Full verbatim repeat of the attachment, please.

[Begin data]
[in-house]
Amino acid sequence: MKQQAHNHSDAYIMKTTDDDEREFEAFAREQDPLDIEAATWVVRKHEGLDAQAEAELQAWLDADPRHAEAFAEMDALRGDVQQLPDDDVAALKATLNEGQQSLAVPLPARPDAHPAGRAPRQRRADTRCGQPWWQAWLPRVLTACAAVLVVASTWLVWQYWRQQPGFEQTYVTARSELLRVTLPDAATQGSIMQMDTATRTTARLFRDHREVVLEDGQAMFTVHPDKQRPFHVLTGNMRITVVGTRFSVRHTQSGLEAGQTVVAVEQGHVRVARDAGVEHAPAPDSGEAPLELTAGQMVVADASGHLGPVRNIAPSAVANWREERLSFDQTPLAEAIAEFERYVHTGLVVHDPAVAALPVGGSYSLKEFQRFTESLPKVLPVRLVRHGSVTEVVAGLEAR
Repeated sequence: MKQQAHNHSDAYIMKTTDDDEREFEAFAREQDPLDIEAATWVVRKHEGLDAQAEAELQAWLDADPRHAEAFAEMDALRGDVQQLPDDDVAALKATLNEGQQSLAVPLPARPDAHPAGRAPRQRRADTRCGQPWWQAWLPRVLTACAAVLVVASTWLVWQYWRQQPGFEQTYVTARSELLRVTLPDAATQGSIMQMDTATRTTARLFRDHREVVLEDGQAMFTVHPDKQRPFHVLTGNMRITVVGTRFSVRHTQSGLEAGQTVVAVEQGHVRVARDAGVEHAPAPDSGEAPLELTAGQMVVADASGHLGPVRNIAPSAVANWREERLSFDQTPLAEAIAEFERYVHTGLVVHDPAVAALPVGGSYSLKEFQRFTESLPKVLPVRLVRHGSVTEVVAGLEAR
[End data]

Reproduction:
[in-house]
Amino acid sequence: MKQQAHNHSDAYIMKTTDDDEREFEAFAREQDPLDIEAATWVVRKHEGLDAQAEAELQAWLDADPRHAEAFAEMDALRGDVQQLPDDDVAALKATLNEGQQSLAVPLPARPDAHPAGRAPRQRRADTRCGQPWWQAWLPRVLTACAAVLVVASTWLVWQYWRQQPGFEQTYVTARSELLRVTLPDAATQGSIMQMDTATRTTARLFRDHREVVLEDGQAMFTVHPDKQRPFHVLTGNMRITVVGTRFSVRHTQSGLEAGQTVVAVEQGHVRVARDAGVEHAPAPDSGEAPLELTAGQMVVADASGHLGPVRNIAPSAVANWREERLSFDQTPLAEAIAEFERYVHTGLVVHDPAVAALPVGGSYSLKEFQRFTESLPKVLPVRLVRHGSVTEVVAGLEAR
Repeated sequence: MKQQAHNHSDAYIMKTTDDDEREFEAFAREQDPLDIEAATWVVRKHEGLDAQAEAELQAWLDADPRHAEAFAEMDALRGDVQQLPDDDVAALKATLNEGQQSLAVPLPARPDAHPAGRAPRQRRADTRCGQPWWQAWLPRVLTACAAVLVVASTWLVWQYWRQQPGFEQTYVTARSELLRVTLPDAATQGSIMQMDTATRTTARLFRDHREVVLEDGQAMFTVHPDKQRPFHVLTGNMRITVVGTRFSVRHTQSGLEAGQTVVAVEQGHVRVARDAGVEHAPAPDSGEAPLELTAGQMVVADASGHLGPVRNIAPSAVANWREERLSFDQTPLAEAIAEFERYVHTGLVVHDPAVAALPVGGSYSLKEFQRFTESLPKVLPVRLVRHGSVTEVVAGLEAR